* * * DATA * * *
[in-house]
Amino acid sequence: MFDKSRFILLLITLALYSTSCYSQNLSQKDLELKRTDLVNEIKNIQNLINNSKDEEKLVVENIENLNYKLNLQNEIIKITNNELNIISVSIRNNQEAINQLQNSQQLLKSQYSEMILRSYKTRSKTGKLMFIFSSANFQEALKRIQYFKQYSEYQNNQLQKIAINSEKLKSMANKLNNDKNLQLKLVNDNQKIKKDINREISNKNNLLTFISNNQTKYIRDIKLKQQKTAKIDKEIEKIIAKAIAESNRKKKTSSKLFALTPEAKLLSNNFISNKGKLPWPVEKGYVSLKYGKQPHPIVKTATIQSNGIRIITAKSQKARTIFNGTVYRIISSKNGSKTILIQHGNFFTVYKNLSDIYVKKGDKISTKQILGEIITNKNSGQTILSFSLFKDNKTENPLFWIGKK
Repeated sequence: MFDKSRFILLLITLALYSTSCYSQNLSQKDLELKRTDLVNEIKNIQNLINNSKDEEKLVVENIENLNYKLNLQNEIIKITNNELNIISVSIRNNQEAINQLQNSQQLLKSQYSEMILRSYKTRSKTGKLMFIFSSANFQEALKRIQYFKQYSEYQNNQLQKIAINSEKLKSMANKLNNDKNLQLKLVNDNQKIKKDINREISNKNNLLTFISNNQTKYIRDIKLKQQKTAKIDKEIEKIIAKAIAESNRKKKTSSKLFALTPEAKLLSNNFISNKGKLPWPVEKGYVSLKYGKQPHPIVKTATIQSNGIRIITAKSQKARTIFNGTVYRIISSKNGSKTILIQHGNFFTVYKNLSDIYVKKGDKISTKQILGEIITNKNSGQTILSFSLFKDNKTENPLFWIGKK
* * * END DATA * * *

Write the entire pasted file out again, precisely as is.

[in-house]
Amino acid sequence: MFDKSRFILLLITLALYSTSCYSQNLSQKDLELKRTDLVNEIKNIQNLINNSKDEEKLVVENIENLNYKLNLQNEIIKITNNELNIISVSIRNNQEAINQLQNSQQLLKSQYSEMILRSYKTRSKTGKLMFIFSSANFQEALKRIQYFKQYSEYQNNQLQKIAINSEKLKSMANKLNNDKNLQLKLVNDNQKIKKDINREISNKNNLLTFISNNQTKYIRDIKLKQQKTAKIDKEIEKIIAKAIAESNRKKKTSSKLFALTPEAKLLSNNFISNKGKLPWPVEKGYVSLKYGKQPHPIVKTATIQSNGIRIITAKSQKARTIFNGTVYRIISSKNGSKTILIQHGNFFTVYKNLSDIYVKKGDKISTKQILGEIITNKNSGQTILSFSLFKDNKTENPLFWIGKK
Repeated sequence: MFDKSRFILLLITLALYSTSCYSQNLSQKDLELKRTDLVNEIKNIQNLINNSKDEEKLVVENIENLNYKLNLQNEIIKITNNELNIISVSIRNNQEAINQLQNSQQLLKSQYSEMILRSYKTRSKTGKLMFIFSSANFQEALKRIQYFKQYSEYQNNQLQKIAINSEKLKSMANKLNNDKNLQLKLVNDNQKIKKDINREISNKNNLLTFISNNQTKYIRDIKLKQQKTAKIDKEIEKIIAKAIAESNRKKKTSSKLFALTPEAKLLSNNFISNKGKLPWPVEKGYVSLKYGKQPHPIVKTATIQSNGIRIITAKSQKARTIFNGTVYRIISSKNGSKTILIQHGNFFTVYKNLSDIYVKKGDKISTKQILGEIITNKNSGQTILSFSLFKDNKTENPLFWIGKK